7 Steps To Accomplish A Software Project
Software development is an art in some way. Although each project has its own peculiarities, every good company has a structured way of accomplishing them. Here is our generalized vision of this process: from getting acquainted with the Client - up to deployment of high-quality product and conducting post-release services. This is the optimal process that we choose. 7 steps - nothing lacking, nothing excessive.
• Companies usually get acquainted with clients through consulting managers to see whether they have the same vision and approach to efficient collaboration in the future. The initial dialogue leads to getting and discussing the first pieces of information on the future product: goals, monetization means, required platforms and devices, etc.
• If the client requires professional consultations, they can be started right away (for example, if the client is yet to form thoughts and ideas into a more or less coherent document to start with).
• Then the available information/scope of work is analyzed by a project manager and an architect/developer in order to get the preliminary estimate.
• At the end of this step, if the company and the client come to an agreement, the contract is signed.
• It's worth noting that the initial step should be generally accomplished as fast as possible. This serves for the interests of both the client and the company.
Results: the client chooses the company as the suitable professional contractor for the project. The work begins.
• The importance of this step can hardly be understated. It's here that the cost of error for the client is at an all-time low - at each subsequent step changes in requirements get more and more hard to tackle. All the possible problems and risks must be discussed here under the guidance of a dedicated project manager. This step takes time, but eventually saves much more and prevents mistakes and misunderstandings, which is far more important for accomplishing the project.
• Features and requirements of the system are structured and documented. The team is assembled. When the client and the company agree on the solutions and requirements, the team proceeds to estimating the required time for the next steps more precisely.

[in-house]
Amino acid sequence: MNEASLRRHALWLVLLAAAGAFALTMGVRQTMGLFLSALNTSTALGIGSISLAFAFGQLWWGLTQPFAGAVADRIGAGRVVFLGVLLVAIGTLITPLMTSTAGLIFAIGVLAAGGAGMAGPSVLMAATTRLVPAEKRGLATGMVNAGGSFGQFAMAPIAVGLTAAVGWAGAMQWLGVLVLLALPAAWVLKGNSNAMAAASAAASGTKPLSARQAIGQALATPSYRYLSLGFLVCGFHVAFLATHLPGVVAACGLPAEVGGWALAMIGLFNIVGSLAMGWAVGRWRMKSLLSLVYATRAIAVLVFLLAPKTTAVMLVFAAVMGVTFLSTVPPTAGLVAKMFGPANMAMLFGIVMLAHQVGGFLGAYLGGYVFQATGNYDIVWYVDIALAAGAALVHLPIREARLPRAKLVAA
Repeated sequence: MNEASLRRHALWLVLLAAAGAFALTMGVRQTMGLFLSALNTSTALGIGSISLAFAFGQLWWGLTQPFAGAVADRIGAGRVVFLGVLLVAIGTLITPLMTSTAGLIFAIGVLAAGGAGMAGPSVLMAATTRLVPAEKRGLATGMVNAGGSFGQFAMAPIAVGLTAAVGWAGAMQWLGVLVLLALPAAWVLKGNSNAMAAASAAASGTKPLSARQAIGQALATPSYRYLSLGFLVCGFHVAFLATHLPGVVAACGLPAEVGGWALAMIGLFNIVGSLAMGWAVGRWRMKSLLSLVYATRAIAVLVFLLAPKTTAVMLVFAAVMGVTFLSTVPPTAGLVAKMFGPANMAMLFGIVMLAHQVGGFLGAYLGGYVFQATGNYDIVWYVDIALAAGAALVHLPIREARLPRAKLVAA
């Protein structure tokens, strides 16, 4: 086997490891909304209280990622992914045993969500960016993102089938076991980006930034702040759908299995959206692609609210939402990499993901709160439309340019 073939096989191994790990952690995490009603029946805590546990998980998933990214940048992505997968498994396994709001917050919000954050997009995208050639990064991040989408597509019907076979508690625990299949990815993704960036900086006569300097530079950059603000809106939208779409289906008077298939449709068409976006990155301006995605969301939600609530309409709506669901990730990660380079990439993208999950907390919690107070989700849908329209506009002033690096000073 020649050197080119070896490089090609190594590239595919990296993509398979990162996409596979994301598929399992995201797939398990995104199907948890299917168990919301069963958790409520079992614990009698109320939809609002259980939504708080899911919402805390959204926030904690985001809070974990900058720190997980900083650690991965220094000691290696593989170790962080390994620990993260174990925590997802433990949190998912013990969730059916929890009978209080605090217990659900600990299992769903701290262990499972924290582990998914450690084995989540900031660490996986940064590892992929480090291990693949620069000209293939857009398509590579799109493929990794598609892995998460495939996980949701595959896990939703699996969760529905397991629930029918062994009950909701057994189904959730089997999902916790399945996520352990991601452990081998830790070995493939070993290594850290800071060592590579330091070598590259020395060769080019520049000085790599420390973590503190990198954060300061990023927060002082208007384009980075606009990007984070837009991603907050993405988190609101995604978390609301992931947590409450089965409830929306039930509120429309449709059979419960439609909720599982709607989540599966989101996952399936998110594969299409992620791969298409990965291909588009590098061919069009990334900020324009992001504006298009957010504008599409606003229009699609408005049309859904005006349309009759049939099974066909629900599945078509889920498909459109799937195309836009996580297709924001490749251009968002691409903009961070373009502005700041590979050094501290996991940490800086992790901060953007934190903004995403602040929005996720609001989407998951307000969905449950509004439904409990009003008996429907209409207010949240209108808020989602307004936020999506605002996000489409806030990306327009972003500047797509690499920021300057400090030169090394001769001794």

• If the client requires further consultations, creative experts of the company suggest possible solutions and alternatives to increase the quality and viability of the product. Testing of requirements is usually conducted during this stage.
Results: the majority of further mistakes is prevented here. The selected team gets acquainted with the requirements and tests them.
• The designer starts working on user interaction scenarios. Sketches are created to check the ideas and interaction contexts, and find solutions to possible problems and limitations. This also allows to understand the required number of screens - and how they are structured and how they interrelate to fulfill the functional requirements. Therefore can be created wireframes and a prototype, under the guidance and approval of the client.
• All the necessary interface adjustments are made. The client understands how the UI of the product will work. The requirements as for design and functionality are finalized and approved by the client. Afterwards an estimate for building mockups is provided.
• Meanwhile the team works on the specification of the product. If the prototype is insufficient for understanding, additional documentation is created. This is where the requirements must be finally approved. All the documentation must be useful and relevant in case the client decides to change the contractor. That's one of the main principles of work - the client receives continuously useful outcome at the end of each step.
Results: specification, wireframes, prototype of the product, full understanding of how it works.